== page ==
5. Andre Williams, RB, Boston College. Williams, who colleague Michael Weinreb spoke to last week, has been on an awe-inspiring tear lately, serving as one of the few remaining running backs totally carrying his offense. In a 29-26 comeback win over Maryland won by a 52-yard Nate Freese field goal as time expired, Williams carried the ball on 32 of the team's 55 offensive plays, rushing for 263 yards and two touchdowns. Over the last three games, he has 897 rushing yards and six touchdowns against New Mexico State, N.C. State and Maryland, allowing him to become college football's first 2,000-yard rusher since UConn's Donald Brown in 2008. And at 7-4, Boston College still has two games left -- Syracuse and a bowl -- for Williams to continue this unbelievable roll.
6. Derek Carr, QB, Fresno State. New Mexico is hardly a quality opponent, of course, but Carr's spectacular season continues in leading Fresno State to a 10-0 record. In a 69-28 win over the Lobos, Carr completed 27 of 37 passes for 527 yards and seven touchdowns with no interceptions, with five touchdowns of at least 39 yards. Favorite target Davante Adams caught nine passes for 246 yards and four scores, while Josh Harper and Isaiah Burse also cracked the 100-yard mark. Carr has thrown 20 touchdowns and no picks in the last five games.
7. Chris Borland, LB, Wisconsin. There is a ridiculous surplus of linebacking talent nationally, meaning Borland could get squeezed out of some recognition. He certainly shouldn't. He was at his best in Wisconsin's 20-7 win over Minnesota, recording 12 tackles, one for loss, with a forced fumble and two fumble recoveries as the Badgers held the Golden Gophers offense out of the end zone.
8. Running backs against the state of Oregon. Arizona's Ka'Deem Carey's yardage came via volume, as he needed 48 carries to pick up 206 yards and four touchdowns, but he paced the Wildcats in their shocking blowout of Oregon. And in Washington's 69-27 thrashing of Oregon State, Washington had three 100-yard rushers: Bishop Sankey (23 for 179 yards and three TDs), Deontae Cooper (11 for 166 and two) and Dwayne Washington (11 for 141 and two). Between them, Washington and Arizona rushed for 834 yards against Oregon State and Oregon, respectively.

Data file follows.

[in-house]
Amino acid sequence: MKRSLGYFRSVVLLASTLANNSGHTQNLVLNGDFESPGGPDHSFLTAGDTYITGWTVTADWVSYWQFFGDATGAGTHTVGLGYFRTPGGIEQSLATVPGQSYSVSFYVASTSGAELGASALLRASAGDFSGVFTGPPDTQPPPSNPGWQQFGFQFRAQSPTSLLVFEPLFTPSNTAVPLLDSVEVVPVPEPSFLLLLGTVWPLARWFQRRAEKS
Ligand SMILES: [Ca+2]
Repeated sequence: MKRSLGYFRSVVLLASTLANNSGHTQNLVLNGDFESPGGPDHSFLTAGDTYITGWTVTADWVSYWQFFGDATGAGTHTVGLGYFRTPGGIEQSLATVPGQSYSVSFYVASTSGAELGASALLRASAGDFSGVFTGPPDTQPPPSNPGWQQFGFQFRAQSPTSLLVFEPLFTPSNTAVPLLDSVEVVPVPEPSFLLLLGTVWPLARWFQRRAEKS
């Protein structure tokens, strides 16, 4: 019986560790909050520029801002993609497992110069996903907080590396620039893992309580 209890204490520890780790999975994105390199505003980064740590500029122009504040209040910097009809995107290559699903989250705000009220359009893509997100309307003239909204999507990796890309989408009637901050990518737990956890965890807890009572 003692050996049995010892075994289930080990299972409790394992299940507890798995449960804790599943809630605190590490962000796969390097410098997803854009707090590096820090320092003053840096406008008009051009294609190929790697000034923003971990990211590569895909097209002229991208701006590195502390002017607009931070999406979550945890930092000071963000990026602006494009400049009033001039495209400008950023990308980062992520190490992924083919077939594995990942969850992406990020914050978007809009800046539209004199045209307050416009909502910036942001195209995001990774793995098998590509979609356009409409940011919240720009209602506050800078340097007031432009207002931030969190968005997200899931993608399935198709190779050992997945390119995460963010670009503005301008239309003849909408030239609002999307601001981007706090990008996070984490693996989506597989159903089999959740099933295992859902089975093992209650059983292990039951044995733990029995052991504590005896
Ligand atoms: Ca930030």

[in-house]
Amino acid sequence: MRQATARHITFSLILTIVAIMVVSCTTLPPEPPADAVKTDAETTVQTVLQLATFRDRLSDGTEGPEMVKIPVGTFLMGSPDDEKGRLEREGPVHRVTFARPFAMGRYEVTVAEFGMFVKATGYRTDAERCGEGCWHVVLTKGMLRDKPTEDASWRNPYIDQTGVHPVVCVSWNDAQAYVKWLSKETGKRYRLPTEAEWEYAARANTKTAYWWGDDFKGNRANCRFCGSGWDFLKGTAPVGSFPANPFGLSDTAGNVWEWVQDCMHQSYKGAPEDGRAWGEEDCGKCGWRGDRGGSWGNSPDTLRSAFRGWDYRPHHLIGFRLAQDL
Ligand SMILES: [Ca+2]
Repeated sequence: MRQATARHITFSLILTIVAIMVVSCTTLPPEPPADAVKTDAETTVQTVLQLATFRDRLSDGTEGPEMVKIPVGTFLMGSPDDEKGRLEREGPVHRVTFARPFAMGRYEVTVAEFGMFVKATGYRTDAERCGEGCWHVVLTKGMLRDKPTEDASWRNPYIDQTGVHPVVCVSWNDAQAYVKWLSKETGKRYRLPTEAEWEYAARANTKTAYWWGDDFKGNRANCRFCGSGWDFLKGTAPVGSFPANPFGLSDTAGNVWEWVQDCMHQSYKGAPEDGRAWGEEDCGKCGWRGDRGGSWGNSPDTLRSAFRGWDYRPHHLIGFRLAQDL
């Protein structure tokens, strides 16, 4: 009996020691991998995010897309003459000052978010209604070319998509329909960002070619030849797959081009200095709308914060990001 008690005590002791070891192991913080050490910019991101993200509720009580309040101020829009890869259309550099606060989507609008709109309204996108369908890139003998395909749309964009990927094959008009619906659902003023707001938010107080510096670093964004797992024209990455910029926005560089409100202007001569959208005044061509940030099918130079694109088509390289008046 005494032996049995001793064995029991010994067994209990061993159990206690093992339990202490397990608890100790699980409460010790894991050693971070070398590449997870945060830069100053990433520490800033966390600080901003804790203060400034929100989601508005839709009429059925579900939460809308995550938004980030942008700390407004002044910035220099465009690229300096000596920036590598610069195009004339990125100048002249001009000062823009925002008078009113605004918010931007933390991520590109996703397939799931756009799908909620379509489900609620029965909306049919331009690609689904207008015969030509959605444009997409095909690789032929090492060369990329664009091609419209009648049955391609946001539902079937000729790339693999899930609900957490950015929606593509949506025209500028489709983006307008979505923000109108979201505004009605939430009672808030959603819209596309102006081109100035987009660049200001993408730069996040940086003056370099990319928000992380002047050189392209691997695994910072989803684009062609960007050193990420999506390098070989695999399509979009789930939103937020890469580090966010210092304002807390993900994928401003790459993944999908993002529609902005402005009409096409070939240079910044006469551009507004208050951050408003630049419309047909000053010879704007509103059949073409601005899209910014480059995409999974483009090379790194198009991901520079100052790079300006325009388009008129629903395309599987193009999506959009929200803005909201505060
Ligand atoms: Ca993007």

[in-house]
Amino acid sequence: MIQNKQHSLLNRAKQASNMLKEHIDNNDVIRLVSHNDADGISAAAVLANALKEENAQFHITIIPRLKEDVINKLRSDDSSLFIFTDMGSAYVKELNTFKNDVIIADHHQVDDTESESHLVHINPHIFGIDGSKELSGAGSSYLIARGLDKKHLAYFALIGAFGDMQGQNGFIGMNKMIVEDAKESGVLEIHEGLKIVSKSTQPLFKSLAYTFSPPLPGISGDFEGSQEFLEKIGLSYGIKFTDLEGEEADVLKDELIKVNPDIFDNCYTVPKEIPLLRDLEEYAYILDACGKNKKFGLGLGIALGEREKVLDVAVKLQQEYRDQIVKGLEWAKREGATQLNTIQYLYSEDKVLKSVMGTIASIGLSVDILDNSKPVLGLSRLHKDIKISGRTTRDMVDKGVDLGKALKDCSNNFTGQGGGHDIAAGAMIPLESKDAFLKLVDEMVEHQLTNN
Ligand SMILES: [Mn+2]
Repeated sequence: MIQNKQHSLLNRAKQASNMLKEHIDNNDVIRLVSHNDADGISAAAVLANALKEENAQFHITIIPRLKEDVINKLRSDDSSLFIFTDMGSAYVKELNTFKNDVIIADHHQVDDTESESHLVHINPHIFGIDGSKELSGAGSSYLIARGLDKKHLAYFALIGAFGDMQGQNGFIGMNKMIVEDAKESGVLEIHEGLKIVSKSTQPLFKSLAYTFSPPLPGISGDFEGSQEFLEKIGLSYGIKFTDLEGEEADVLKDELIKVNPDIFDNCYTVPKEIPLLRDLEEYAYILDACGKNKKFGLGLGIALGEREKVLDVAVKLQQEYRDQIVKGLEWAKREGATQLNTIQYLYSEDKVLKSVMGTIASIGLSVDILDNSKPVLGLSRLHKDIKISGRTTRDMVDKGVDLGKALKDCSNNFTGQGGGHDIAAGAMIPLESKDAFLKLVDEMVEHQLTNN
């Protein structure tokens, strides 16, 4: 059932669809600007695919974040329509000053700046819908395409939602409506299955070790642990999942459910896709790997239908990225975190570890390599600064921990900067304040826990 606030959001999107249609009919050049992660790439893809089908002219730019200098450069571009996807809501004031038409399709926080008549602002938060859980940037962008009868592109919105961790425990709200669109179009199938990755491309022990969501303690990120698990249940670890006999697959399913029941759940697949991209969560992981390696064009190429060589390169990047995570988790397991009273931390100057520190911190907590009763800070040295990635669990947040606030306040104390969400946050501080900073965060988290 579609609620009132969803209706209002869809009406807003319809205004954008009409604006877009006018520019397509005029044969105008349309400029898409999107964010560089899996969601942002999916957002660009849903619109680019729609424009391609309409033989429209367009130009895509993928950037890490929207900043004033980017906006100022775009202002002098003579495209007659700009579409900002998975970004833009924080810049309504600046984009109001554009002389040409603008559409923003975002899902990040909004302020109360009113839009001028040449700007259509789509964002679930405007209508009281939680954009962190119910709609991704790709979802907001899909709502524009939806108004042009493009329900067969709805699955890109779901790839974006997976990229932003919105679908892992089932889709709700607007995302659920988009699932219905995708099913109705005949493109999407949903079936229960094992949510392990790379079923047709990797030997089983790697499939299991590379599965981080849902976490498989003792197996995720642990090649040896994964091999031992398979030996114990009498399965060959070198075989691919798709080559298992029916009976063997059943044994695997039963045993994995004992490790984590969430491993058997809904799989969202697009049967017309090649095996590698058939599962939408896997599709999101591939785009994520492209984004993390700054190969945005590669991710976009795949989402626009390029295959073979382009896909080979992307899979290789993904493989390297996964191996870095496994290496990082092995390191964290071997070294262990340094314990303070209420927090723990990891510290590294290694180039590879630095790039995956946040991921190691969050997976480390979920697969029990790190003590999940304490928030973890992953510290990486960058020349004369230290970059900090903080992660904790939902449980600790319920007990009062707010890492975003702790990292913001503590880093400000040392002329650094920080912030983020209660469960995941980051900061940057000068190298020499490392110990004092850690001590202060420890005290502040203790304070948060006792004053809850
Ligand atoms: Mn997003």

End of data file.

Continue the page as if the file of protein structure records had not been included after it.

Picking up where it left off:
9. Brett Smith, QB, Wyoming. Poor winless Hawaii. The Warriors traveled all the way from Honolulu to Laramie to play in 25-degree weather, pushed the Cowboys to overtime but lost 59-56 to fall to 0-11 with one game against Army left. Obviously, Hawaii doesn't play much defense, and Smith took full advantage: Not only did he complete 29 of 48 passes for 498 yards, seven touchdowns and no picks, but he also ran 19 times for 182 yards and a touchdown, setting a Mountain West record for single-game total offense.
10. Khalil Mack, LB, Buffalo. Plays in the MAC, but would star for any team in the country. In a 44-7 Tuesday win over winless Miami (Ohio), Mack was again everywhere, finishing with eight tackles, three sacks and three forced fumbles. His 16 career forced fumbles set an NCAA record, and he's closing in on the NCAA's career tackles for loss record as well.
11. Tyler Lockett, WR, Kansas State. Ultimately, it didn't matter in an Oklahoma win, but the Big 12's best receiver took advantage of Oklahoma's odd lack of coverage in the second quarter. He finished with 12 catches for 278 yards and three touchdowns.
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If I had a Heisman vote
Come back next week. The Heisman isn't decided in mid-November for a reason.
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Week 14 Syllabus
1. Alabama at Auburn. The Iron Bowl of the Century. Alabama is undefeated and searching for its fourth national title in five years. Auburn is 10-1 and now has an outside chance at the national title too. First: The Crimson Tide and Tigers decide the SEC West title.
2. Ohio State at Michigan. Ohio State already locked up the Big Ten Leaders title, but now it needs to win in the Big House against Michigan's hapless offense to keep its national title hopes alive. Win at noon, then root for Auburn to take down Alabama at 3:30.
3. Texas A&M at Missouri. Texas A&M took a big hit on Saturday at LSU, but we know how dangerous Johnny Manziel still can be. After beating Ole Miss, it's one of the biggest games in Missouri history, as the Tigers need a win to advance to the SEC title game.
4. Florida State at Florida. You might not actually want to watch it, because Florida State will win by 50, but it's the Seminoles' second-to-last obstacle before Pasadena.
5. Clemson at South Carolina. A nonconference game with slim-to-none championship implications, this game is one of the more intense rivalries in the country, and both teams are top-10 caliber. South Carolina needs a Missouri loss to go to the SEC title game; Clemson is likely headed to the Orange Bowl no matter the result of this one. Still, the Tigers are trying to beat the Gamecocks for the first time since 2008.